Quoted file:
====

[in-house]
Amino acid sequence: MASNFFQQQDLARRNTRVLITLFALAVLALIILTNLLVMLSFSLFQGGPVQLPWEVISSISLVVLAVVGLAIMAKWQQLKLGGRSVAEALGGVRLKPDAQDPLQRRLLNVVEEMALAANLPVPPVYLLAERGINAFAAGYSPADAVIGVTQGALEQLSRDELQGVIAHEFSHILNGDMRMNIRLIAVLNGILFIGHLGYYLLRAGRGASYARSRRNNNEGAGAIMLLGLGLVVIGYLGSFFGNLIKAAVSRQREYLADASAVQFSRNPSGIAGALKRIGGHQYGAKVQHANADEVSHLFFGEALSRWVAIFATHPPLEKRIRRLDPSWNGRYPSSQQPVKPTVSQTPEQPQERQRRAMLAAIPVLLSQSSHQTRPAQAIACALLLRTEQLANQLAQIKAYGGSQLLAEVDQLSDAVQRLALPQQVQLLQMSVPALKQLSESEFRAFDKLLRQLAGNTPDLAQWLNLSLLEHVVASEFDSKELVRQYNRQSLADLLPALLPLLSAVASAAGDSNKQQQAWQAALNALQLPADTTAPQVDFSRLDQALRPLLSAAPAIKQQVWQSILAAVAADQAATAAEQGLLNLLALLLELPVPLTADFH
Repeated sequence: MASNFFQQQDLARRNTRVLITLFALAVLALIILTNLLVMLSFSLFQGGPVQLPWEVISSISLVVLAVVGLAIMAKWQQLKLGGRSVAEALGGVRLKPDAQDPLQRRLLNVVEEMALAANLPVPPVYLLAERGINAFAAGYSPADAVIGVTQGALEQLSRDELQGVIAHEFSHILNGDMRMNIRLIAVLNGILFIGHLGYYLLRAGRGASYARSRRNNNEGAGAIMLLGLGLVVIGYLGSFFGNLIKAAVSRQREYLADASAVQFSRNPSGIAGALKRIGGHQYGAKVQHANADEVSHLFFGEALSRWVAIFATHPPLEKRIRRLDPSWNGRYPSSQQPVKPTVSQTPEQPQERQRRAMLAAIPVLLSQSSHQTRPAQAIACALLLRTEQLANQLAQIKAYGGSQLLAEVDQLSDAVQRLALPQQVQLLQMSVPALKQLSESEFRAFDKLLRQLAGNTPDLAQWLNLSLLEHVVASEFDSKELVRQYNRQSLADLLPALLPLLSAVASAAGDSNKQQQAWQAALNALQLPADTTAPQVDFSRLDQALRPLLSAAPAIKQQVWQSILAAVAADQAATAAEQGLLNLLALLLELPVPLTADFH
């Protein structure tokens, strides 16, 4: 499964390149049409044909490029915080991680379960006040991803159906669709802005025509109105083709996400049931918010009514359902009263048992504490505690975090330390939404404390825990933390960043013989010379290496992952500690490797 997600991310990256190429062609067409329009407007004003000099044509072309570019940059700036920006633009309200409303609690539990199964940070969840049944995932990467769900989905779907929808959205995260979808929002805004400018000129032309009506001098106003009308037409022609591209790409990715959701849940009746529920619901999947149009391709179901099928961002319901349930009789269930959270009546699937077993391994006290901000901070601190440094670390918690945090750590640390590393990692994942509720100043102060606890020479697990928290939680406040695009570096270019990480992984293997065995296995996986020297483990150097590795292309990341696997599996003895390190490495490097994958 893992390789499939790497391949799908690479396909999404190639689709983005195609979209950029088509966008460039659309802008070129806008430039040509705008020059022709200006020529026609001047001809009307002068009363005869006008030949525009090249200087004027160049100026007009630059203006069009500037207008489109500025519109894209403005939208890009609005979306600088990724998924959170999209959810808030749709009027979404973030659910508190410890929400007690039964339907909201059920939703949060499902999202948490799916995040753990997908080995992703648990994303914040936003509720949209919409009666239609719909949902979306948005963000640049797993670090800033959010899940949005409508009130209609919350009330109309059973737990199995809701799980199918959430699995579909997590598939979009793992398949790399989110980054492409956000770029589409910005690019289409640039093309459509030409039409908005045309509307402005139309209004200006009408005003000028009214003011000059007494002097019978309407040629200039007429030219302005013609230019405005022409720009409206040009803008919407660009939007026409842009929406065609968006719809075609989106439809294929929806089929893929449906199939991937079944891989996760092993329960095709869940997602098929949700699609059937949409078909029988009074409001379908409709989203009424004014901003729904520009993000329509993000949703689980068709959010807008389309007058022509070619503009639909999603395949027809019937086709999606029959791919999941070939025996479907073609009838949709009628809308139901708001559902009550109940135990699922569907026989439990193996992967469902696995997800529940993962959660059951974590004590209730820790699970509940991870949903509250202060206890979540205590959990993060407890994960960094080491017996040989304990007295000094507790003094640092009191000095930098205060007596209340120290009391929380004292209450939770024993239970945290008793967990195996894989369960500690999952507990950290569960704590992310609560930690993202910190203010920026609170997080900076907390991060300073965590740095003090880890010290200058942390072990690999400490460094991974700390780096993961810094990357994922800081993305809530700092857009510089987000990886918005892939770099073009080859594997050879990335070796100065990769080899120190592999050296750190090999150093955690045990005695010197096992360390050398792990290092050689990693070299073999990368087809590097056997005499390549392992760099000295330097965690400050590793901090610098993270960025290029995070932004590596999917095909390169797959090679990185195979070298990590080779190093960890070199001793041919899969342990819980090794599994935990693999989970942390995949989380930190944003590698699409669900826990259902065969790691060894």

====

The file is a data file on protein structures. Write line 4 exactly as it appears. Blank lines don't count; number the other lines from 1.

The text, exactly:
């Protein structure tokens, strides 16, 4: 499964390149049409044909490029915080991680379960006040991803159906669709802005025509109105083709996400049931918010009514359902009263048992504490505690975090330390939404404390825990933390960043013989010379290496992952500690490797 997600991310990256190429062609067409329009407007004003000099044509072309570019940059700036920006633009309200409303609690539990199964940070969840049944995932990467769900989905779907929808959205995260979808929002805004400018000129032309009506001098106003009308037409022609591209790409990715959701849940009746529920619901999947149009391709179901099928961002319901349930009789269930959270009546699937077993391994006290901000901070601190440094670390918690945090750590640390590393990692994942509720100043102060606890020479697990928290939680406040695009570096270019990480992984293997065995296995996986020297483990150097590795292309990341696997599996003895390190490495490097994958 893992390789499939790497391949799908690479396909999404190639689709983005195609979209950029088509966008460039659309802008070129806008430039040509705008020059022709200006020529026609001047001809009307002068009363005869006008030949525009090249200087004027160049100026007009630059203006069009500037207008489109500025519109894209403005939208890009609005979306600088990724998924959170999209959810808030749709009027979404973030659910508190410890929400007690039964339907909201059920939703949060499902999202948490799916995040753990997908080995992703648990994303914040936003509720949209919409009666239609719909949902979306948005963000640049797993670090800033959010899940949005409508009130209609919350009330109309059973737990199995809701799980199918959430699995579909997590598939979009793992398949790399989110980054492409956000770029589409910005690019289409640039093309459509030409039409908005045309509307402005139309209004200006009408005003000028009214003011000059007494002097019978309407040629200039007429030219302005013609230019405005022409720009409206040009803008919407660009939007026409842009929406065609968006719809075609989106439809294929929806089929893929449906199939991937079944891989996760092993329960095709869940997602098929949700699609059937949409078909029988009074409001379908409709989203009424004014901003729904520009993000329509993000949703689980068709959010807008389309007058022509070619503009639909999603395949027809019937086709999606029959791919999941070939025996479907073609009838949709009628809308139901708001559902009550109940135990699922569907026989439990193996992967469902696995997800529940993962959660059951974590004590209730820790699970509940991870949903509250202060206890979540205590959990993060407890994960960094080491017996040989304990007295000094507790003094640092009191000095930098205060007596209340120290009391929380004292209450939770024993239970945290008793967990195996894989369960500690999952507990950290569960704590992310609560930690993202910190203010920026609170997080900076907390991060300073965590740095003090880890010290200058942390072990690999400490460094991974700390780096993961810094990357994922800081993305809530700092857009510089987000990886918005892939770099073009080859594997050879990335070796100065990769080899120190592999050296750190090999150093955690045990005695010197096992360390050398792990290092050689990693070299073999990368087809590097056997005499390549392992760099000295330097965690400050590793901090610098993270960025290029995070932004590596999917095909390169797959090679990185195979070298990590080779190093960890070199001793041919899969342990819980090794599994935990693999989970942390995949989380930190944003590698699409669900826990259902065969790691060894």